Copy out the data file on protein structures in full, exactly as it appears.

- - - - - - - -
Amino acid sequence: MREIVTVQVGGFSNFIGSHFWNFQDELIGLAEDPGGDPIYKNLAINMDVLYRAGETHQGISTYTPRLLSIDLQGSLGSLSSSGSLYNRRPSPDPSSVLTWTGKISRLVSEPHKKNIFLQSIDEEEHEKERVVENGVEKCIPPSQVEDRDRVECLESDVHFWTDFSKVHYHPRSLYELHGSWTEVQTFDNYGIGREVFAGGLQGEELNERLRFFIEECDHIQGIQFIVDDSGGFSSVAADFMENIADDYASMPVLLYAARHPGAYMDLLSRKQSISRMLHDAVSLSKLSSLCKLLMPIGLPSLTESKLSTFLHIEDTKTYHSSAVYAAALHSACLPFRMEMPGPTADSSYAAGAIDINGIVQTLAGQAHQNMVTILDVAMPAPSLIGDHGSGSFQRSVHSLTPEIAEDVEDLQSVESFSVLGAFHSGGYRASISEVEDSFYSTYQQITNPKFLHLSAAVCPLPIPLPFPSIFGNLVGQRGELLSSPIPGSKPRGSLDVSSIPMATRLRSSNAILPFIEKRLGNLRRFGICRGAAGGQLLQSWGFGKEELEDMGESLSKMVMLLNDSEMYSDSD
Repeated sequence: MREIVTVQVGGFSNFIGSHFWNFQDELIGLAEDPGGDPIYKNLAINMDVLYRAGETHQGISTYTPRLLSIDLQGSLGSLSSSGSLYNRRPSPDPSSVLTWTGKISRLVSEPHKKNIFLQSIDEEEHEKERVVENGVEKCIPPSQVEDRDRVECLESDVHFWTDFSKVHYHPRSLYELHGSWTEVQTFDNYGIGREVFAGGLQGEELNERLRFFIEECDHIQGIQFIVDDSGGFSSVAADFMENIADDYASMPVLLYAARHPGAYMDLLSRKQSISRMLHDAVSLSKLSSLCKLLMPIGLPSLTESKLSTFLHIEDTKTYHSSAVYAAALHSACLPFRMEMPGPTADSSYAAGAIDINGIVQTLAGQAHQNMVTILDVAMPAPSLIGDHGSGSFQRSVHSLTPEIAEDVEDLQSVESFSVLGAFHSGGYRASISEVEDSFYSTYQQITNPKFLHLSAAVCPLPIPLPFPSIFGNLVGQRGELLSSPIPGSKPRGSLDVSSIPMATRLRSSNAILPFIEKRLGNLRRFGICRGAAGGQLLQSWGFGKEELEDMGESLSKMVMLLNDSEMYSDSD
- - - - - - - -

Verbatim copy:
Amino acid sequence: MREIVTVQVGGFSNFIGSHFWNFQDELIGLAEDPGGDPIYKNLAINMDVLYRAGETHQGISTYTPRLLSIDLQGSLGSLSSSGSLYNRRPSPDPSSVLTWTGKISRLVSEPHKKNIFLQSIDEEEHEKERVVENGVEKCIPPSQVEDRDRVECLESDVHFWTDFSKVHYHPRSLYELHGSWTEVQTFDNYGIGREVFAGGLQGEELNERLRFFIEECDHIQGIQFIVDDSGGFSSVAADFMENIADDYASMPVLLYAARHPGAYMDLLSRKQSISRMLHDAVSLSKLSSLCKLLMPIGLPSLTESKLSTFLHIEDTKTYHSSAVYAAALHSACLPFRMEMPGPTADSSYAAGAIDINGIVQTLAGQAHQNMVTILDVAMPAPSLIGDHGSGSFQRSVHSLTPEIAEDVEDLQSVESFSVLGAFHSGGYRASISEVEDSFYSTYQQITNPKFLHLSAAVCPLPIPLPFPSIFGNLVGQRGELLSSPIPGSKPRGSLDVSSIPMATRLRSSNAILPFIEKRLGNLRRFGICRGAAGGQLLQSWGFGKEELEDMGESLSKMVMLLNDSEMYSDSD
Repeated sequence: MREIVTVQVGGFSNFIGSHFWNFQDELIGLAEDPGGDPIYKNLAINMDVLYRAGETHQGISTYTPRLLSIDLQGSLGSLSSSGSLYNRRPSPDPSSVLTWTGKISRLVSEPHKKNIFLQSIDEEEHEKERVVENGVEKCIPPSQVEDRDRVECLESDVHFWTDFSKVHYHPRSLYELHGSWTEVQTFDNYGIGREVFAGGLQGEELNERLRFFIEECDHIQGIQFIVDDSGGFSSVAADFMENIADDYASMPVLLYAARHPGAYMDLLSRKQSISRMLHDAVSLSKLSSLCKLLMPIGLPSLTESKLSTFLHIEDTKTYHSSAVYAAALHSACLPFRMEMPGPTADSSYAAGAIDINGIVQTLAGQAHQNMVTILDVAMPAPSLIGDHGSGSFQRSVHSLTPEIAEDVEDLQSVESFSVLGAFHSGGYRASISEVEDSFYSTYQQITNPKFLHLSAAVCPLPIPLPFPSIFGNLVGQRGELLSSPIPGSKPRGSLDVSSIPMATRLRSSNAILPFIEKRLGNLRRFGICRGAAGGQLLQSWGFGKEELEDMGESLSKMVMLLNDSEMYSDSD